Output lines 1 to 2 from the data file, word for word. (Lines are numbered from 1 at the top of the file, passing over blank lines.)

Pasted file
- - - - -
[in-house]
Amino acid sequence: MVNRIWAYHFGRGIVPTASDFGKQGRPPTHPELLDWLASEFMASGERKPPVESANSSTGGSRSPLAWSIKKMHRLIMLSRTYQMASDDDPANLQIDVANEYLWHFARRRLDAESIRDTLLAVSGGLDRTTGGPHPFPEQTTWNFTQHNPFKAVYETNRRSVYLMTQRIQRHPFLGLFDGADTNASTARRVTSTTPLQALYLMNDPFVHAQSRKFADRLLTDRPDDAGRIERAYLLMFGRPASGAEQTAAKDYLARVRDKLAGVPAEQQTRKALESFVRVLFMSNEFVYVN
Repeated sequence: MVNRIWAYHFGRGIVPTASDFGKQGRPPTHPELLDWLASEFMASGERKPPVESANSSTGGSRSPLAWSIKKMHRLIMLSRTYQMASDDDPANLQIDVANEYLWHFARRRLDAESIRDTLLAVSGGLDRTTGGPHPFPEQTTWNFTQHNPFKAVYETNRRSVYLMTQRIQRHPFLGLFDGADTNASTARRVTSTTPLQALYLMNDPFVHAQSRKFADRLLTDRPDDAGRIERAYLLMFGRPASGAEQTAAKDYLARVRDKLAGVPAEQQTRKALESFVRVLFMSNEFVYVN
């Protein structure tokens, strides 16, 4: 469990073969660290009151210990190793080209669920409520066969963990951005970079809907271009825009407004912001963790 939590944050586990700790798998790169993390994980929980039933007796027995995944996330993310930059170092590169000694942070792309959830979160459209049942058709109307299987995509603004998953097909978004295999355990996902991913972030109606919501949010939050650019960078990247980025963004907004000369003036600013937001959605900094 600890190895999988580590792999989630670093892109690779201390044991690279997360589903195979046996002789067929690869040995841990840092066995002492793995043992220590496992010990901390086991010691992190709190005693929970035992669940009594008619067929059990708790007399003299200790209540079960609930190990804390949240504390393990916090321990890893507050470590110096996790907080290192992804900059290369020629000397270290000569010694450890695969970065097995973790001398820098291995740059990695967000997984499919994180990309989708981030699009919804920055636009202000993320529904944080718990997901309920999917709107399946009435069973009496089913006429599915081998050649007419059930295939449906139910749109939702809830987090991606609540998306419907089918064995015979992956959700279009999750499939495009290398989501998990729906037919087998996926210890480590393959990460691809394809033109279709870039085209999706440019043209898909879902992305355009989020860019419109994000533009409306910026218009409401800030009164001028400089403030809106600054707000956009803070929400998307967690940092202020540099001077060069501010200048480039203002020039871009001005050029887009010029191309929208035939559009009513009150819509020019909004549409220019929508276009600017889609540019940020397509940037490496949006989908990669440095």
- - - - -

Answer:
[in-house]
Amino acid sequence: MVNRIWAYHFGRGIVPTASDFGKQGRPPTHPELLDWLASEFMASGERKPPVESANSSTGGSRSPLAWSIKKMHRLIMLSRTYQMASDDDPANLQIDVANEYLWHFARRRLDAESIRDTLLAVSGGLDRTTGGPHPFPEQTTWNFTQHNPFKAVYETNRRSVYLMTQRIQRHPFLGLFDGADTNASTARRVTSTTPLQALYLMNDPFVHAQSRKFADRLLTDRPDDAGRIERAYLLMFGRPASGAEQTAAKDYLARVRDKLAGVPAEQQTRKALESFVRVLFMSNEFVYVN